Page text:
"Lara brings a tremendous wealth of knowledge and experience to our team from her dynamic leadership role at the City of Houston," says Reichert in a news release. "Her breadth of knowledge in sustainability, climate, and the energy transition, and her expertise in regulatory and stakeholder aspects of the energy industry, will be incredibly valuable to our team and community."

Under her leadership at the city of Houston, Cottingham was the chief author of Houston's Climate Action Plan, an initiative aimed at reducing greenhouse gas emissions in Houston, and getting the city to a point where it meets the Paris Agreement goal of carbon neutrality by 2050. Cottingham helped the city move to 100 percent renewable electricity, according to the release, and helped turn a 240-acre landfill into the nation's largest urban solar farm.

"In leading the Climate Action Plan, Lara helped spark Houston's leadership in what has become a global energy transition and was a passionate advocate for climate action in Houston," says Houston Mayor Sylvester Turner in the release. "While she will be missed, this new role will only strengthen our partnership with Greentown. I look forward to working with Emily, Lara, and the Greentown team to meet our climate goals and make Houston the energy capital of the future."

Before her work at the city, Cottingham worked at Hill+Knowlton Strategies' Houston office range of clients across the energy sector. Earlier in her career, she served as communications director for two congressmen in the U.S. House of Representatives. She began her work with the city in 2014.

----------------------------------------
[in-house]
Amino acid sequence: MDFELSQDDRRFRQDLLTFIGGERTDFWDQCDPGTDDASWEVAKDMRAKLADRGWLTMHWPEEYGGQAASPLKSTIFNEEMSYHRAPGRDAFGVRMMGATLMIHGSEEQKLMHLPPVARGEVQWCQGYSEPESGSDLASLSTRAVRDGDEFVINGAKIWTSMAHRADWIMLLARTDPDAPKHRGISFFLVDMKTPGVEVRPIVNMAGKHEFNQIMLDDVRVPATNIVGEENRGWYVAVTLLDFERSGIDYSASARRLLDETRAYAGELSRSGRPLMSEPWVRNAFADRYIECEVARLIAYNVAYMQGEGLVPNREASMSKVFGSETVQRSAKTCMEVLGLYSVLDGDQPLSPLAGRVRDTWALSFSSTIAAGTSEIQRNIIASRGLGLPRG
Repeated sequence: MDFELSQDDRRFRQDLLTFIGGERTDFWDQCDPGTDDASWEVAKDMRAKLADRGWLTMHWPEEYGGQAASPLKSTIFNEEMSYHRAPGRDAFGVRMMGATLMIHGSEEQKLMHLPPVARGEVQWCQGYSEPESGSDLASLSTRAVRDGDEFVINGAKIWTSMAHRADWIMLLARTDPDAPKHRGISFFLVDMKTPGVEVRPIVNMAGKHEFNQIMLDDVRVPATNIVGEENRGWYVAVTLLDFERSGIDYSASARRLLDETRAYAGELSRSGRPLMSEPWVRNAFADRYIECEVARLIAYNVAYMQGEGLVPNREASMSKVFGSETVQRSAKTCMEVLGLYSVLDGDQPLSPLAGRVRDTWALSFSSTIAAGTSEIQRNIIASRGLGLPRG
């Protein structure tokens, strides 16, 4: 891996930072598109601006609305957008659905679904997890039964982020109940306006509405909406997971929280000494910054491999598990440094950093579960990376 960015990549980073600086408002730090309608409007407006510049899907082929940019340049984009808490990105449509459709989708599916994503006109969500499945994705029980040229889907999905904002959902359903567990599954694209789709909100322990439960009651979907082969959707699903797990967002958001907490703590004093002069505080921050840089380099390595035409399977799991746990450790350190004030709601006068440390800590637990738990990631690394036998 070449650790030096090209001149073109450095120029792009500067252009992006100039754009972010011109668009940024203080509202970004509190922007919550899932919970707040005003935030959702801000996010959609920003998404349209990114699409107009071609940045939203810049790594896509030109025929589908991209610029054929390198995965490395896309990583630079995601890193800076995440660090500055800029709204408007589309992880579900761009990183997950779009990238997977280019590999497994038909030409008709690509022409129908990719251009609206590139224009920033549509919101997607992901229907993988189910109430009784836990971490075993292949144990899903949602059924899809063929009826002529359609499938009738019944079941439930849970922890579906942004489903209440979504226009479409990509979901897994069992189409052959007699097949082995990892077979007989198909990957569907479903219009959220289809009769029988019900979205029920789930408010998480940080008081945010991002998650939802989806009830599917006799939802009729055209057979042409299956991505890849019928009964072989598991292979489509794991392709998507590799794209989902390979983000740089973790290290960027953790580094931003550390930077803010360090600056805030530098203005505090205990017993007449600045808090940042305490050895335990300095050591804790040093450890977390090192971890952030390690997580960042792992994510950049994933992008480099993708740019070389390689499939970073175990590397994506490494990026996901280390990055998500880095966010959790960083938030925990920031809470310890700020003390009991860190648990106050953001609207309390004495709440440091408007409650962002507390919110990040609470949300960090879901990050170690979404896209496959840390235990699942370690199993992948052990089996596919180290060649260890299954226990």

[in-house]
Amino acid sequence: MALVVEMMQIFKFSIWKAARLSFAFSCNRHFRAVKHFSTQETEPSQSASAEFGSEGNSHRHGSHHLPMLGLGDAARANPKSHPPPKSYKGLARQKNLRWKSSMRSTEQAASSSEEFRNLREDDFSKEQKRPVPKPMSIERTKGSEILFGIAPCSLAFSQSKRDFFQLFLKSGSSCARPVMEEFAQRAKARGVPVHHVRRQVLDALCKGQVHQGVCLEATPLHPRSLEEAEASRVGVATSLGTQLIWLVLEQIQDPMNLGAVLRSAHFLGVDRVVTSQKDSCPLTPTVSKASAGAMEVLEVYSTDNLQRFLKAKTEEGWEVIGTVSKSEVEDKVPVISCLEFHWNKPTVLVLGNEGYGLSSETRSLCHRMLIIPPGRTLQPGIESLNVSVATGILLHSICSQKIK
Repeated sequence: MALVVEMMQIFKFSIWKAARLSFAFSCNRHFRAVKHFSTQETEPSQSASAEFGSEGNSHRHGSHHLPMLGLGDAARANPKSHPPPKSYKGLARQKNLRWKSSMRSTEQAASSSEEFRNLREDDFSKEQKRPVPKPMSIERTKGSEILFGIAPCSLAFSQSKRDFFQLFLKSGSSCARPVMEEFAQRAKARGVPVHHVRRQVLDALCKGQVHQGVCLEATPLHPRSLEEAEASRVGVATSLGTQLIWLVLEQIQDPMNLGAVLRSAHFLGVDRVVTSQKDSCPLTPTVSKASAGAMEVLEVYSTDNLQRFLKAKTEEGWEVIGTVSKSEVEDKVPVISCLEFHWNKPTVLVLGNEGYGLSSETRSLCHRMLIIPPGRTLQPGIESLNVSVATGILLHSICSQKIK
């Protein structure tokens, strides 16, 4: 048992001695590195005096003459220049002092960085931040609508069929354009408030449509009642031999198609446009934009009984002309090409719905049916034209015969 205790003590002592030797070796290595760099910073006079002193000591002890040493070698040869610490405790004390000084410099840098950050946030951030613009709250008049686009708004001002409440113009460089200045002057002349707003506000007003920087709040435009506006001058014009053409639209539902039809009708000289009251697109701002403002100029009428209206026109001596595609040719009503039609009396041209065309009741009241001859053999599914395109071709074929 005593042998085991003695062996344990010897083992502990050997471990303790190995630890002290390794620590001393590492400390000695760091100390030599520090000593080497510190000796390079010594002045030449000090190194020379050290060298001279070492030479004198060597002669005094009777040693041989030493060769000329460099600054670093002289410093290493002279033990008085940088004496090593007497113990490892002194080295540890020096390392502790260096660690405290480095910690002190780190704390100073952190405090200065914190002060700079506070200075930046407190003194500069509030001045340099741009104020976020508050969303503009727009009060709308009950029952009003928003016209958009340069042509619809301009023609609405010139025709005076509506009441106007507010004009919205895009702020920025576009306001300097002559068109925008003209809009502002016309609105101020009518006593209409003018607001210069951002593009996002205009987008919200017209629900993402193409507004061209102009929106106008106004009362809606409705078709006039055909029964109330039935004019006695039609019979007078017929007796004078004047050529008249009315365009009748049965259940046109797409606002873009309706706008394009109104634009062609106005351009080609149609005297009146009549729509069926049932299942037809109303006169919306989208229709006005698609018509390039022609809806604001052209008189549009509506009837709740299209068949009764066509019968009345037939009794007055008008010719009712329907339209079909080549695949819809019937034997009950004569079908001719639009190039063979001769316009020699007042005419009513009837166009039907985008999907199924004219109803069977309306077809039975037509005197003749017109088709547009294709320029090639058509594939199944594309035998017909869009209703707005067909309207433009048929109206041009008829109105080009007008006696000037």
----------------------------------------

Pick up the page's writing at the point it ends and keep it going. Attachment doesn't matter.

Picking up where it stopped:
"In working with Mayor Turner and Climate Mayors across the U.S., I saw how important partnerships are to helping cities decarbonize," says Cottingham in the release. "There is no better partner or place for climate action at work than Greentown Labs. Greentown is 100 percent committed to attracting and nurturing the energy companies of the future and making Houston the energy transition capital of the world. I'm excited to join the team and see how climatetech can help cities reach their climate goals."

Greentown Labs first announced its entrance into the Houston market last summer. The new 40,000-square-foot facility in Midtown across the street from The Ion opened its prototyping and wet lab space, offices, and community gathering areas for about 50 startup companies opened in April. Greentown was founded in 2011 in Somerville, Massachusetts, and has supported more than 400 startups, which have raised more than $1.5 billion in funding.